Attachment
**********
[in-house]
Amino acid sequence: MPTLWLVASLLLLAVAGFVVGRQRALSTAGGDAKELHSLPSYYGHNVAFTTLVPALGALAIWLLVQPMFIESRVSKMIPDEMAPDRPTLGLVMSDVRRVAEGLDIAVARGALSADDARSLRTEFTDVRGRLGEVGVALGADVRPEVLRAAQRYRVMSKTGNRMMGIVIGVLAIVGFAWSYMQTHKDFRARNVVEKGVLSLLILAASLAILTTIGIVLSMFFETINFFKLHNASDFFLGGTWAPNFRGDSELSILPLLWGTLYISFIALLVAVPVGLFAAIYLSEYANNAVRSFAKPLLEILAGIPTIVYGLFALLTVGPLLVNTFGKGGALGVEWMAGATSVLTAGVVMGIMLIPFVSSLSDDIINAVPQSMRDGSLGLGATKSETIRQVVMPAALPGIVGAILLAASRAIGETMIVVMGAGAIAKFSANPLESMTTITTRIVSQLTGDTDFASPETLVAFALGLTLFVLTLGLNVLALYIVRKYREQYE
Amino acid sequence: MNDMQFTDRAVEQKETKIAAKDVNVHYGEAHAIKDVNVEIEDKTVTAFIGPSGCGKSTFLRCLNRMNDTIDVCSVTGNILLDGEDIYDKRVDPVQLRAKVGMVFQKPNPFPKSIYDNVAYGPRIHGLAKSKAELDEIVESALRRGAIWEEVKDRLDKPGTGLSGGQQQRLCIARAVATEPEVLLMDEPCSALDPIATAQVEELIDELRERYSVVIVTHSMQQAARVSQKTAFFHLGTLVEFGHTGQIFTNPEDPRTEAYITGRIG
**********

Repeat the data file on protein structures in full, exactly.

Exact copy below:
[in-house]
Amino acid sequence: MPTLWLVASLLLLAVAGFVVGRQRALSTAGGDAKELHSLPSYYGHNVAFTTLVPALGALAIWLLVQPMFIESRVSKMIPDEMAPDRPTLGLVMSDVRRVAEGLDIAVARGALSADDARSLRTEFTDVRGRLGEVGVALGADVRPEVLRAAQRYRVMSKTGNRMMGIVIGVLAIVGFAWSYMQTHKDFRARNVVEKGVLSLLILAASLAILTTIGIVLSMFFETINFFKLHNASDFFLGGTWAPNFRGDSELSILPLLWGTLYISFIALLVAVPVGLFAAIYLSEYANNAVRSFAKPLLEILAGIPTIVYGLFALLTVGPLLVNTFGKGGALGVEWMAGATSVLTAGVVMGIMLIPFVSSLSDDIINAVPQSMRDGSLGLGATKSETIRQVVMPAALPGIVGAILLAASRAIGETMIVVMGAGAIAKFSANPLESMTTITTRIVSQLTGDTDFASPETLVAFALGLTLFVLTLGLNVLALYIVRKYREQYE
Amino acid sequence: MNDMQFTDRAVEQKETKIAAKDVNVHYGEAHAIKDVNVEIEDKTVTAFIGPSGCGKSTFLRCLNRMNDTIDVCSVTGNILLDGEDIYDKRVDPVQLRAKVGMVFQKPNPFPKSIYDNVAYGPRIHGLAKSKAELDEIVESALRRGAIWEEVKDRLDKPGTGLSGGQQQRLCIARAVATEPEVLLMDEPCSALDPIATAQVEELIDELRERYSVVIVTHSMQQAARVSQKTAFFHLGTLVEFGHTGQIFTNPEDPRTEAYITGRIG